By Neil Saada, pictured above, centre, co-founder of Teech and Nasaseasons
Uncertainty has certainly been the buzzword in the UK in 2017. With the domestic political situation, and of course the ongoing Brexit negotiations not showing any signs of real progress being made, it’s difficult for anyone involved in business in the UK to predict too far into the future.
My background is in online business, having grown up in Paris I’m now aged 20 living in London and running two online businesses – Teech, an online educational programme helping students, and the fashion brand Nasa Seasons.
As any entrepreneur in this era of uncertainty will tell you, our businesses are of course likely to be affected in one way or another by how Brexit plays out, and it’s something that anyone involved in business is watching with a very close eye. At the moment, it feels as though the current climate is starting to increase anxiety amongst both business owners and investors, as truthfully nobody actually knows what will happen exactly.
Being French, I find it incredible that there is a chance I may need to be on a visa to work and live in this country for example, and the overwhelming concern on a bigger level is because entrepreneurs don’t think ‘what is next?’ but more ‘where should we go next?’. This could potentially have huge ramifications to the UK economy if the start-ups begin starting up elsewhere.
This is something that at Teech, we think we are going to see more of, as the past year has seen it become harder for start-ups to raise funds in the UK, as VC’s are naturally questioning what’s on the horizon for the economy. This is an area where we feel that the government and business sector could be doing more to help support young business people in the UK.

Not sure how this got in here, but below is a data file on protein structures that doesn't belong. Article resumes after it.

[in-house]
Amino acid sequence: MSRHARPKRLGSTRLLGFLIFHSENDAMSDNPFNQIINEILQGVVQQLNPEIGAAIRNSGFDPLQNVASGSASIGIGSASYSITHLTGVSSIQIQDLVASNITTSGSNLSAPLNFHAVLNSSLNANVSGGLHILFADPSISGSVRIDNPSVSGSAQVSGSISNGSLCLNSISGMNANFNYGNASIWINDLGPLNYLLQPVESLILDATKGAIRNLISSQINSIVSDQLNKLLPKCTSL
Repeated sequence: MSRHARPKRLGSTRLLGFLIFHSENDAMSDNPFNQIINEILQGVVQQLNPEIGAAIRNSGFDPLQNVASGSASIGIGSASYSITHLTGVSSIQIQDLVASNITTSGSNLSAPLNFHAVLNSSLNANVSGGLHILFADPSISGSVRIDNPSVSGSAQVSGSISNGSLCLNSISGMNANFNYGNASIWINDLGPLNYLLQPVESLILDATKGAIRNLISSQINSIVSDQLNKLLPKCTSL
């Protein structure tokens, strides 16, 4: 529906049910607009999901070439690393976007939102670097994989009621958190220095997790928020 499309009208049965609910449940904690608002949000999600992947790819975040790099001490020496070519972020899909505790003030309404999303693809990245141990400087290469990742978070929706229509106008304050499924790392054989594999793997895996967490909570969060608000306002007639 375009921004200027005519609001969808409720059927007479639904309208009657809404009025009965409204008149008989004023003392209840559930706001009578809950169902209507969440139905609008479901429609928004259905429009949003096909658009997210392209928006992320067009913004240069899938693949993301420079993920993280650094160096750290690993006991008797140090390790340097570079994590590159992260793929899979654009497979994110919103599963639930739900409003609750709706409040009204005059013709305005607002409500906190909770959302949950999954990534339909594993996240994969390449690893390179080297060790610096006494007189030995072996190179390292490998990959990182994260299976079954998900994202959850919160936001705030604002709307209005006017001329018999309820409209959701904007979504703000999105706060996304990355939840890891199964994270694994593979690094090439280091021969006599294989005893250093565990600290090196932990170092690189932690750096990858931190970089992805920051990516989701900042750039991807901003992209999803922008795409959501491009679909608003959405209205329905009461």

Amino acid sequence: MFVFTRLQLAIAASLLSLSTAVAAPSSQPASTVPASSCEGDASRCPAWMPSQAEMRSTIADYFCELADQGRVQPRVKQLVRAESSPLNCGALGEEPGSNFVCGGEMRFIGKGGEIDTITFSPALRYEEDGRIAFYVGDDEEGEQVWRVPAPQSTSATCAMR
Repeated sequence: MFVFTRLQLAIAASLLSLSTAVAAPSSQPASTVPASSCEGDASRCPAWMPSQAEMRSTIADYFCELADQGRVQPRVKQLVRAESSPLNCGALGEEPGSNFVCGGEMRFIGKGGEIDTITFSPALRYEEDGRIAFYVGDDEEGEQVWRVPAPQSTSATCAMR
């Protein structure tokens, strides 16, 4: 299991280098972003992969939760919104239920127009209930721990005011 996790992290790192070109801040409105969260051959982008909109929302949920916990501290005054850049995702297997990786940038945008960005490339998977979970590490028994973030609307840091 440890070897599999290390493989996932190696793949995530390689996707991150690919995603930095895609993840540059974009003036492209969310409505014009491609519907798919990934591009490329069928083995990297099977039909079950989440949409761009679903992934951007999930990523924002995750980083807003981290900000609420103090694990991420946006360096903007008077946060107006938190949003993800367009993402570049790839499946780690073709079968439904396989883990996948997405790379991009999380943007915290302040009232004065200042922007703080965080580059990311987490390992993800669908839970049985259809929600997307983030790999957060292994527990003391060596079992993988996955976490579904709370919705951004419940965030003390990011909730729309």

We haven’t really seen any great desire for them to assist young entrepreneurs yet, and there’s a danger of being left behind on a tech level I feel. For example, we have recently seen lots of countries in the EU having exciting discussions about crypto-currencies and start-up incubators continuing to push things forward, whereas here it seems the main discussion point at the moment is around the London ban of Uber!
At Teech, we have experienced first-hand the advantages of living in such an amazing place as London, and the benefits for business of being based here. We launched Teech here, (I also studied at University here), and for us London is still one of the most, if not the most important city for education in the world.
London has a huge variety of universities and schools, but most importantly the big 4 of Imperial, LSE, UCL and King’s which collectively product a huge amount of very well qualified students, from all nationalities. This creates a huge pool of entrepreneurs and talented workers for this generation, and is something that again has a lot of uncertainty around international students as a factor in Brexit, and something that again could significantly hinder growth.
It would be such a shame if the buzz of starting up in London loses its appeal as, before Brexit, it was the perfect environment for a thriving economy. At Teech we always say that in our experience it’s been the perfect mix of the best bits of US and European business conditions. The mentality and diversity is incredible and highly motivating, and when you add the availability of funding and technical talent in London, it’s made for the perfect ecosystem up until now.
Additional support from things such as the EU start up fund that will now be unavailable for post-Brexit UK start-ups, but in my opinion the biggest issue that is yet to be resolved is the impact on recruiting for UK businesses and availability of funds.
Ultimately, entrepreneurs by their very nature will adapt to conditions and find a way to thrive– but the biggest question mark remains on whether that will be here in London, or overseas in the future.
Neil Saada is the co-founder of Teech – instant face to face video tuition for school and university students. For more details check out teech.com